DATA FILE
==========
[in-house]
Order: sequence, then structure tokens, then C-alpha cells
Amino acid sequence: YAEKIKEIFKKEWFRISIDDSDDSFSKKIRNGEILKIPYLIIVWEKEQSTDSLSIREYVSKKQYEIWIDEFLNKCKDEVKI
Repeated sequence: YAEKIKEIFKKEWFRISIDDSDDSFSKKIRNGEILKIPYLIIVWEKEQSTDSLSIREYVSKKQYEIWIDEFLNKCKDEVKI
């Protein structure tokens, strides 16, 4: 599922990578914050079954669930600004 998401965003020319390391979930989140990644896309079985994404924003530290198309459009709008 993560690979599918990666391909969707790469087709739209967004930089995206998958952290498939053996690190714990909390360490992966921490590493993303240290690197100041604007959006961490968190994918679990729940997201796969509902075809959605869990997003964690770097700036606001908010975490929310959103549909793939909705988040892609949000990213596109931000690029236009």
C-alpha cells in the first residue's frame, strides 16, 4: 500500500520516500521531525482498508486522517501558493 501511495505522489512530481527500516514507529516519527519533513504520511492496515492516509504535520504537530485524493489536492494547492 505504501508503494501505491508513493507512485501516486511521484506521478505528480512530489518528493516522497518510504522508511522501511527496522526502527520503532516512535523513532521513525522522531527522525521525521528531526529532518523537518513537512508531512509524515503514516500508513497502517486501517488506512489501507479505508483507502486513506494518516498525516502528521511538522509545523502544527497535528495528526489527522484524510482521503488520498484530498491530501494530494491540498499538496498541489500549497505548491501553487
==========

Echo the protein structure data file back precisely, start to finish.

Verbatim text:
[in-house]
Order: sequence, then structure tokens, then C-alpha cells
Amino acid sequence: YAEKIKEIFKKEWFRISIDDSDDSFSKKIRNGEILKIPYLIIVWEKEQSTDSLSIREYVSKKQYEIWIDEFLNKCKDEVKI
Repeated sequence: YAEKIKEIFKKEWFRISIDDSDDSFSKKIRNGEILKIPYLIIVWEKEQSTDSLSIREYVSKKQYEIWIDEFLNKCKDEVKI
């Protein structure tokens, strides 16, 4: 599922990578914050079954669930600004 998401965003020319390391979930989140990644896309079985994404924003530290198309459009709008 993560690979599918990666391909969707790469087709739209967004930089995206998958952290498939053996690190714990909390360490992966921490590493993303240290690197100041604007959006961490968190994918679990729940997201796969509902075809959605869990997003964690770097700036606001908010975490929310959103549909793939909705988040892609949000990213596109931000690029236009």
C-alpha cells in the first residue's frame, strides 16, 4: 500500500520516500521531525482498508486522517501558493 501511495505522489512530481527500516514507529516519527519533513504520511492496515492516509504535520504537530485524493489536492494547492 505504501508503494501505491508513493507512485501516486511521484506521478505528480512530489518528493516522497518510504522508511522501511527496522526502527520503532516512535523513532521513525522522531527522525521525521528531526529532518523537518513537512508531512509524515503514516500508513497502517486501517488506512489501507479505508483507502486513506494518516498525516502528521511538522509545523502544527497535528495528526489527522484524510482521503488520498484530498491530501494530494491540498499538496498541489500549497505548491501553487